One year ago, the World Health Organization declared the novel coronavirus a pandemic and the US declared a national emergency. In a year, we used technology to sequence the virus, develop tests, and create vaccines and treatments in record time and scale. However, the virus has also evolved — we’re not out of the woods yet.
In this presentation, UT Austin professors Ilya Finkelstein and colleagues will share exactly where the pandemic is in terms of vaccine and therapeutics, how science and technology have helped create the treatments rapidly (and their role in it!), how to understand effectiveness and risks, what virus variants we are seeing now, and what the next steps are in using data, science, and technology in identifying and addressing SARS-CoV-2 variants and future pandemics.
SARS-CoV-2 == virus
COVID-19 == disease caused by the virus
We welcome your participation! Please email us with your questions, answers and prognostications in advance.
Admission to the Austin Forum is always free.
About the Speakers:
Dr. Ilya Finkelstein is an Associate Professor of Molecular Biosciences at the University of Texas at Austin. Prior to his position at UT-Austin, Dr. Finkelstein received a B.S. from the University of California, Berkeley, a Ph.D. in Chemistry from Stanford University, and completed postdoctoral training at Columbia University Medical Center. Dr. Finkelstein’s lab is investigating the molecular mechanisms of genome maintenance, CRISPR biology, and epigenetic inheritance. In the past year, his group redirected their efforts to studying the SARS-CoV-2 virus with the twin goals of improving next-gen vaccines and creating new therapeutic avenues to end the COVID-19 pandemic.
Jason McLellan earned a BS in chemistry with an emphasis in biochemistry from Wayne State University in Detroit, Michigan. Afterward, he obtained his PhD from the Johns Hopkins University School of Medicine in Baltimore, Maryland in the laboratory of Dr. Daniel Leahy. He then carried out postdoctoral research at the National Institutes of Health’s Vaccine Research Center in the laboratory of Dr. Peter Kwong and in collaboration with Dr. Barney Graham. In the Fall of 2013, he joined the faculty at the Geisel School of Medicine at Dartmouth in the Department of Biochemistry, and in January 2018 he moved his laboratory to the University of Texas at Austin and became a member of the Department of Molecular Biosciences. His lab is interested in elucidating the molecular mechanisms of host–pathogen interactions and leveraging the resulting information for the development of vaccines and immunotherapies.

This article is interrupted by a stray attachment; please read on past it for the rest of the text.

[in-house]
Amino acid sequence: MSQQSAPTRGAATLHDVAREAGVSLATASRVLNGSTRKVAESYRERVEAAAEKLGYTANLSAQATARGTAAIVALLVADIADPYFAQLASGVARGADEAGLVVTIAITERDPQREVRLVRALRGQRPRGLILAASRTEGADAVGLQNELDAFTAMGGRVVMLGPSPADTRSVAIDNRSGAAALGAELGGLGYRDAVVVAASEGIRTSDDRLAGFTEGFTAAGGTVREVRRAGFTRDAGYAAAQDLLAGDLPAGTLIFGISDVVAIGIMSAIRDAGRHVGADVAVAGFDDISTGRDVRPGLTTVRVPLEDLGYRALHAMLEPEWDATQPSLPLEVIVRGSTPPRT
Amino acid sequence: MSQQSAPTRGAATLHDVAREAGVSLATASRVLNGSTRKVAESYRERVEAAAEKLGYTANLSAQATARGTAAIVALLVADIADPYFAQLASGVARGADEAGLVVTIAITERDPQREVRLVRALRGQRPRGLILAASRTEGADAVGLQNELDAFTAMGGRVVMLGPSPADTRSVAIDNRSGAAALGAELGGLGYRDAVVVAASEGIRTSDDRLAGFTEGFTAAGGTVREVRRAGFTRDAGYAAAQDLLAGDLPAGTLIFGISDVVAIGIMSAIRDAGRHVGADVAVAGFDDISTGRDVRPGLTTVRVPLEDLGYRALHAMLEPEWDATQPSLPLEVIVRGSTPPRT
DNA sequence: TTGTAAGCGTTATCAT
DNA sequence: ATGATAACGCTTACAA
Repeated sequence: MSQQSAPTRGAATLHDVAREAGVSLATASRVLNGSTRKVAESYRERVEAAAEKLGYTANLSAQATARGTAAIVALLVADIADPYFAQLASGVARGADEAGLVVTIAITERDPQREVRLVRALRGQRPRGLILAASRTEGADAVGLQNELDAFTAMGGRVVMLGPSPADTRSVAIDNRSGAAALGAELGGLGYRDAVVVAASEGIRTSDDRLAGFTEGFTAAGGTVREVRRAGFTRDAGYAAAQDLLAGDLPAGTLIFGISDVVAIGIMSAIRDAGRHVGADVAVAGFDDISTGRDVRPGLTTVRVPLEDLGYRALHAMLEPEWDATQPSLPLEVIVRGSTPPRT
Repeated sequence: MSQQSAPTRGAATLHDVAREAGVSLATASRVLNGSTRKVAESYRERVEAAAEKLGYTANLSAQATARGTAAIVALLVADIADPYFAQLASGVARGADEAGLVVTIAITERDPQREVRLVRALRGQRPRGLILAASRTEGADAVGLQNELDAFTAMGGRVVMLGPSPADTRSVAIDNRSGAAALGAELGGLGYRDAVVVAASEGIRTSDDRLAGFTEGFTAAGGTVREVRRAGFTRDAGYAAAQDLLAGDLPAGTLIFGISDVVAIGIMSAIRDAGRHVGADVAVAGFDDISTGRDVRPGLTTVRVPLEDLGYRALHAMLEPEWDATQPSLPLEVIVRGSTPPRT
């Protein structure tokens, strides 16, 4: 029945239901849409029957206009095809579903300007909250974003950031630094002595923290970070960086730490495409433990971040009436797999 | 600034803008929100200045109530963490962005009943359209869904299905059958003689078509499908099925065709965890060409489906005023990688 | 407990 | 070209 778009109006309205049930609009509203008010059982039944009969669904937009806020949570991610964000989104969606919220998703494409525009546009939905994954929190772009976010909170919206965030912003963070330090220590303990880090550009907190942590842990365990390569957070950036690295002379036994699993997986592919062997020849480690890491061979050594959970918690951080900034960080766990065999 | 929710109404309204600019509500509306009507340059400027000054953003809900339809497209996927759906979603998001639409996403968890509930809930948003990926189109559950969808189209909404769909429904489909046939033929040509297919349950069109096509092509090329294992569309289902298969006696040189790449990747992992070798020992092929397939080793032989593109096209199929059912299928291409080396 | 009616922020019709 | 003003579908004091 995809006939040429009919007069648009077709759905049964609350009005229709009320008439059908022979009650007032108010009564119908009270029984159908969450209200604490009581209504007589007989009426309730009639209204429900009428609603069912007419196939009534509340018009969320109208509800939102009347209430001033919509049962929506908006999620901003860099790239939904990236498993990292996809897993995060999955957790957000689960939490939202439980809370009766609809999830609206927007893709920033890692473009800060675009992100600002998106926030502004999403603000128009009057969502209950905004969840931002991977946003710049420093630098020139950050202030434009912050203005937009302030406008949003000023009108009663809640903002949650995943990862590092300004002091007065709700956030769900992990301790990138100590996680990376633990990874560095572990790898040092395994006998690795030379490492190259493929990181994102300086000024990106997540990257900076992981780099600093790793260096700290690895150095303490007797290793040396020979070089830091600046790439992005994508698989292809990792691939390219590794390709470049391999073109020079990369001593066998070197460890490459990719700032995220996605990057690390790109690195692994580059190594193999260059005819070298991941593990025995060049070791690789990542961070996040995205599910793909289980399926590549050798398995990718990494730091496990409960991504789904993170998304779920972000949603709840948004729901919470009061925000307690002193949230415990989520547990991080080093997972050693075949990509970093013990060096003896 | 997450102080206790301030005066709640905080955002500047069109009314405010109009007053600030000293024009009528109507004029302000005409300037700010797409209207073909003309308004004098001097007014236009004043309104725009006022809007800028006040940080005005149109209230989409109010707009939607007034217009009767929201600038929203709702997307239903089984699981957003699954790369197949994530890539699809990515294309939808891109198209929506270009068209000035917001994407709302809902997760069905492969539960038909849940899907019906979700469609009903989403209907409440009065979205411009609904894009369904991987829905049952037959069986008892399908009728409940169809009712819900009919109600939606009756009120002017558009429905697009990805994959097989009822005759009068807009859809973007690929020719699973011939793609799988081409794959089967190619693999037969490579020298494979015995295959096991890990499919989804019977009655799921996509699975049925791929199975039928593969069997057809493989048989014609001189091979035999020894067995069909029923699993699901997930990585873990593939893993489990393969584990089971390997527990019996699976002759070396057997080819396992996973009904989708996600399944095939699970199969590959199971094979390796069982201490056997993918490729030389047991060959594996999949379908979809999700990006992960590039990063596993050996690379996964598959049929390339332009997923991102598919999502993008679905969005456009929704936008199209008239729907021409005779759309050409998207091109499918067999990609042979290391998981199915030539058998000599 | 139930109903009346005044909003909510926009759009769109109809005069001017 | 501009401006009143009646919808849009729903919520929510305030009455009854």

As usual, the ‘doors will open’ at 6:00PM, but this means the Zoom session will ‘open’ so that people can begin connecting and testing their devices and settings (and asking us for help via email or the Slack workspace if needed).
We look forward to ’seeing’ you online. We will resume in-person meetings when it is safe, in conjunction with online meetings.
We welcome your participation! Please email us with your questions, answers, and prognostications in advance.
Admission to the Austin Forum monthly events is always free and open to everyone!
The Austin Forum accepts donations of used smart phones, tablets, and computers at all our events. Since the events are no online, please let us know via the ‘chat’ window during the event if you have devices to donate. All devices will have a factory reset and be set up as new by the team at Austin Pathways’ nationally-recognized “Unlocking the Connection” initiative, which will connect every public housing resident with a digital device, digital literacy, and a free or very low-cost internet connection. Your donated devices can change lives and help close Austin’s digital divide, thanks to Austin Pathways.